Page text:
CLEVELAND — Editor's Note: The video in the player above features previous reporting about the Kareem Hunt assault case.
After nearly three years and reams of lost or destroyed video, Cleveland police has closed its internal investigation without learning who improperly provided records to the NFL about an alleged assault involving Browns star running back Kareem Hunt.
The investigation began in December 2018, shortly after TMZ published surveillance video of the incident, leading to Hunt’s abrupt release from the Kansas City Chiefs. The video showed Hunt kicking a woman and shoving other people inside The 9 hotel in downtown Cleveland.
That incident occurred Feb. 10, 2018, and two Cleveland police officers responded to a call from security. Hunt was not charged, but the hotel incident received renewed and intense attention with the release of the video nine months later.
After initially saying the NFL never requested the Feb. 10 police report until after the TMZ video release, the city said in December that an unknown Cleveland police officer had in fact supplied the league with the reports, thus bypassing the city’s public record policy procedure.
Chief Calvin Williams initiated the internal probe in December 2018 with the goal of identifying and disciplining the officer responsible.
But after nearly three years, naming the police officer proved fruitless and the entire investigation has been closed without any internal discipline, according to a final summary released by the city to 3News Investigates.
A police spokesperson said there was no one available to discuss the investigation.
Records show the internal probe was initially assigned to Superintendent Ronald Bakeman before being reassigned this past July to Sgt. Mitchell Sheehan.
Sheehan soon discovered several pieces of evidence, including videos, documents and files were missing or no longer available.
In his case summary, Sheehan said that “videos of the incident are no longer available” nor are Bakeman’s investigative interviews with the two responding officers.
Sheehan also said there is no investigative log nor reports remaining in the case file.
Bakeman, who retired in June with the investigation incomplete, told Sheehan that the camera malfunctioned and did not record interviews with the two responding officers.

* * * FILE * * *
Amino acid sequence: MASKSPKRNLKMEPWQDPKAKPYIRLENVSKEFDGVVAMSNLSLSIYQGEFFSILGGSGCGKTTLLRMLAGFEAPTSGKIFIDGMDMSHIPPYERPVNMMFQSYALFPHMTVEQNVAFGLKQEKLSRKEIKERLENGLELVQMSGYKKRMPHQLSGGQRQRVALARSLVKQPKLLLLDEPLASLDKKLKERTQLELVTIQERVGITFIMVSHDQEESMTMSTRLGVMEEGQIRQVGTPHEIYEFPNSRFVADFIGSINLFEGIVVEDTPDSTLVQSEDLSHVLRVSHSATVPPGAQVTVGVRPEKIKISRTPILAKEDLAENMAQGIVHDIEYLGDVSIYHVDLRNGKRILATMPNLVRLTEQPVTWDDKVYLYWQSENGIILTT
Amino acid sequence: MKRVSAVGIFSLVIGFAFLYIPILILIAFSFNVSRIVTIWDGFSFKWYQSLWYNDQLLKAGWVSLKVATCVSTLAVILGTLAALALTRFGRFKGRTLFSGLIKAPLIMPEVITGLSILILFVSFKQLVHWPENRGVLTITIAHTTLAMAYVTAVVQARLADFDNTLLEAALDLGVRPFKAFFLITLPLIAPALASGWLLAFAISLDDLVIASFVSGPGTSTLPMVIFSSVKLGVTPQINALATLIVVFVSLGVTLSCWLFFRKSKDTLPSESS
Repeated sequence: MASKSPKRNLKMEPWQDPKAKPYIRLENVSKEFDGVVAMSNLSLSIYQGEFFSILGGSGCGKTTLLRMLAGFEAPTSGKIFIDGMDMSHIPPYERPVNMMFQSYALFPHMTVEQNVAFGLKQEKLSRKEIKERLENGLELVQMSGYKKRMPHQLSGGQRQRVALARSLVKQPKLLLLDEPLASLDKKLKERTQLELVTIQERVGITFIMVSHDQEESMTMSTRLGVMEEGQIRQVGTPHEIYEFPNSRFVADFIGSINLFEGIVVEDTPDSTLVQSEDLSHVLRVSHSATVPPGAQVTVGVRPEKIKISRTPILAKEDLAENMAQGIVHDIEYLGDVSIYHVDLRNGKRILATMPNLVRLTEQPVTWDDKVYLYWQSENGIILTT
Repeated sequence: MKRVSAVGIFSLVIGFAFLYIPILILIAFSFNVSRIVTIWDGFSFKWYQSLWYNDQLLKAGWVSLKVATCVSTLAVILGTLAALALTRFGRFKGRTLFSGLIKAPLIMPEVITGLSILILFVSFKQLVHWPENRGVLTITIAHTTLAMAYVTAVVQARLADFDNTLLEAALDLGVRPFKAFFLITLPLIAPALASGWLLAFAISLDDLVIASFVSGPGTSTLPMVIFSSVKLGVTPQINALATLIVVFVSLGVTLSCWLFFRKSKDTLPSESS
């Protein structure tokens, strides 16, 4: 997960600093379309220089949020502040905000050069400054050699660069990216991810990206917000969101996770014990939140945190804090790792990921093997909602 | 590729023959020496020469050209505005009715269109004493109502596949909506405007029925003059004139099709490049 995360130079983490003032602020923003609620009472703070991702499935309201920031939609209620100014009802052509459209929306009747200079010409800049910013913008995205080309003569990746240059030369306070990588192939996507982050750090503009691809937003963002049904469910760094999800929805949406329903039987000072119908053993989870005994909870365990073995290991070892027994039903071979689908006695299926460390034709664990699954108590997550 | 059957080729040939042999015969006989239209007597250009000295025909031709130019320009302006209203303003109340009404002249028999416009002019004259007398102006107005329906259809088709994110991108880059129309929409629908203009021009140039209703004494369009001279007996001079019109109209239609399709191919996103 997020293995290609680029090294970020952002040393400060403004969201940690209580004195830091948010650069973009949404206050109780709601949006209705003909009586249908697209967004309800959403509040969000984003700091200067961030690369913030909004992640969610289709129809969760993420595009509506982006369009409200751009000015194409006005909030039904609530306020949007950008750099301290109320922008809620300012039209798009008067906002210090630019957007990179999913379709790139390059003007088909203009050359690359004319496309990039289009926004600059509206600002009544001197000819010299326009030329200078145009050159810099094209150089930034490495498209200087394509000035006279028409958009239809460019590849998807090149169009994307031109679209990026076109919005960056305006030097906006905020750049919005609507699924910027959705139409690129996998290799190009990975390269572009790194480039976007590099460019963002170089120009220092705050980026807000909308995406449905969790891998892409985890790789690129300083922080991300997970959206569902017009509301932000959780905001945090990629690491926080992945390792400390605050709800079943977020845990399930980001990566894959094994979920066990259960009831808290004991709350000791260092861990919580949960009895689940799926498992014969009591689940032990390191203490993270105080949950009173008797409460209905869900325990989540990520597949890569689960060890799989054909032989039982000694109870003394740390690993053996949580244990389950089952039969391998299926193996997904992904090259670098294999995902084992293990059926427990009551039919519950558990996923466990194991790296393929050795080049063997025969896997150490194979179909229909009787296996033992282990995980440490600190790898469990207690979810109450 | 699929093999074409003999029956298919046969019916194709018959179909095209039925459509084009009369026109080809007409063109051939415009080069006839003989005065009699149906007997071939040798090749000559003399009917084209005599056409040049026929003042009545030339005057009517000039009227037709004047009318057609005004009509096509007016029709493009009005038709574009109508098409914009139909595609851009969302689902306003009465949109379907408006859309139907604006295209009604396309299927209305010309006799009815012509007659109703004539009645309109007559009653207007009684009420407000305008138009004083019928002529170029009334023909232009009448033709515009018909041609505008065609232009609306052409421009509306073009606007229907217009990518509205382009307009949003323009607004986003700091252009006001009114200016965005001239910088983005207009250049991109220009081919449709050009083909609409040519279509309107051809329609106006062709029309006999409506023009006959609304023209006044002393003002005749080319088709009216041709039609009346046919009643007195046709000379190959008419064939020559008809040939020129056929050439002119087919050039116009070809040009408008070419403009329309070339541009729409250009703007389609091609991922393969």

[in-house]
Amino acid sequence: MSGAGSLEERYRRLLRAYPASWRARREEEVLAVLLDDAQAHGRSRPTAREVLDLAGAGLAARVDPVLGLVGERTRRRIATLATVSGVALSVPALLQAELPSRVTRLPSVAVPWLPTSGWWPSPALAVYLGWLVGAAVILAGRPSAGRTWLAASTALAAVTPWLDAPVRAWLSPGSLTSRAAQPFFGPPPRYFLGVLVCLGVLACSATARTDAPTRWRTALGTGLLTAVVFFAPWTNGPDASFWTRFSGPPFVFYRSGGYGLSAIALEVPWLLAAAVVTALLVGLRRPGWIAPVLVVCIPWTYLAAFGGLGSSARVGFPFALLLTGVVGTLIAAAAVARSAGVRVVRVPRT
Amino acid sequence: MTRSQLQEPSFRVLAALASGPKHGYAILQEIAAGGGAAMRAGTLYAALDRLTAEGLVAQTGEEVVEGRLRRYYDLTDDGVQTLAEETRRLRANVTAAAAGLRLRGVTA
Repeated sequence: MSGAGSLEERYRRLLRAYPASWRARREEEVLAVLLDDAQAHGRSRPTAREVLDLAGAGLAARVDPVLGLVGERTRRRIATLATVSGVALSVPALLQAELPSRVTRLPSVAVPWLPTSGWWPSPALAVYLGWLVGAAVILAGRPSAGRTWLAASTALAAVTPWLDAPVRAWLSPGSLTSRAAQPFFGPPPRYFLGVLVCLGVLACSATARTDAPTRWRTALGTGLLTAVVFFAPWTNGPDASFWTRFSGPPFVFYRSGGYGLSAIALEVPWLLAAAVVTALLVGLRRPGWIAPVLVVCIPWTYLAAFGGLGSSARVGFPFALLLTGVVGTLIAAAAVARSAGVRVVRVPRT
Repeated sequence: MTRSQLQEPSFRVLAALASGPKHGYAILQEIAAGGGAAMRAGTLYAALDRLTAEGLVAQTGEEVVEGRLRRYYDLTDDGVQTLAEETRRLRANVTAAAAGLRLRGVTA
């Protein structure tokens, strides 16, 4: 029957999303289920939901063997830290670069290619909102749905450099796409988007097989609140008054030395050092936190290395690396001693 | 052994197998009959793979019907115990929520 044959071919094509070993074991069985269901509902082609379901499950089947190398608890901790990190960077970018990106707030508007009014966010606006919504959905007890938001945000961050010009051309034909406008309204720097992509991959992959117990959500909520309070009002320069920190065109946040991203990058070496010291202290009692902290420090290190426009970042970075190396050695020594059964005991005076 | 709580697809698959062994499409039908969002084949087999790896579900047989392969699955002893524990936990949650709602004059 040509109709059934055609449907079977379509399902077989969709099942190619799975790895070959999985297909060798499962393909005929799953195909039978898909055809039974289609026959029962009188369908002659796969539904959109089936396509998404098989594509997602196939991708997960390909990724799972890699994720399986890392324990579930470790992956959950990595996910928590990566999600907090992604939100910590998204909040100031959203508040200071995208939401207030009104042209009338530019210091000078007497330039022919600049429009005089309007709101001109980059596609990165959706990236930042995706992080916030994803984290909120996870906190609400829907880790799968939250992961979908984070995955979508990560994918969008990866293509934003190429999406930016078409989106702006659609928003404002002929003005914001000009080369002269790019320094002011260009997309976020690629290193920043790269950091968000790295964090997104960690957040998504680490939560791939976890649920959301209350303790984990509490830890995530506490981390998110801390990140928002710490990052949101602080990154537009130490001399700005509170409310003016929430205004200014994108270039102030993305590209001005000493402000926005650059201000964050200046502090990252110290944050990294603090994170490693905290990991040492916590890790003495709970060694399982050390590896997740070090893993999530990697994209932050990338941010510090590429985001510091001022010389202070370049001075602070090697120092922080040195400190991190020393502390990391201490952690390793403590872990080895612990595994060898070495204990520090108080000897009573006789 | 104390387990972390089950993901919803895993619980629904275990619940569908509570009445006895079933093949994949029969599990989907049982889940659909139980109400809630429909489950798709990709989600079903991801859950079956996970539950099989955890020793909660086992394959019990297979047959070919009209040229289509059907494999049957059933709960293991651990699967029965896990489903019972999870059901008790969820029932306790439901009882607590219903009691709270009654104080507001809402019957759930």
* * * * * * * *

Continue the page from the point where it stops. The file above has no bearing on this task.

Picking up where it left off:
In a memo recommending the internal investigation be closed and ruled “not sustained,” a police lieutenant noted that Sheehan had the case for roughly a month and “conducted a thorough, objective, and impartial investigation.”
“It should be noted that almost three years have passed since the inception of this investigation and numerous members have left the division over the course of this time frame,” Lt. Charles Neidbalson wrote.
“Based on the preponderance of the evidence…I recommend the filed by closed as not sustained.”
At the request of 3News Investigates, the city released records showing as many as 12 officers or support staff were asked to complete a questionnaire to determine if they released the records to the NFL. All denied involvement.
The city also released a print-out of every officer who accessed the Feb. 10 computerized reports. It is unclear why some officers who accessed the records were not among the officers who were asked to respond to the questionnaire.
Hunt was never charged in the hotel incident and Cleveland police never pursued the hotel’s surveillance video, which TMZ did and prompted the NFL’s actions against the player.
Because the woman’s injuries were considered minor and only potential misdemeanor charges could be brought, no detective was assigned the case.
Hunt initially told police at the time that he was sleeping during the incident, according to police reports. He later admitted to misleading the NFL and the Chiefs.
After Hunt cleared waivers, the league announced an 8-game suspension for the 2019 season. Hunt, a Willoughby South and Toledo product, then signed as a free agent with the hometown Browns.
Hunt suffered a calf injury in the Browns 37-14 loss Sunday to the Arizona Cardinals and is expected to be out of action for 4 to 6 weeks.
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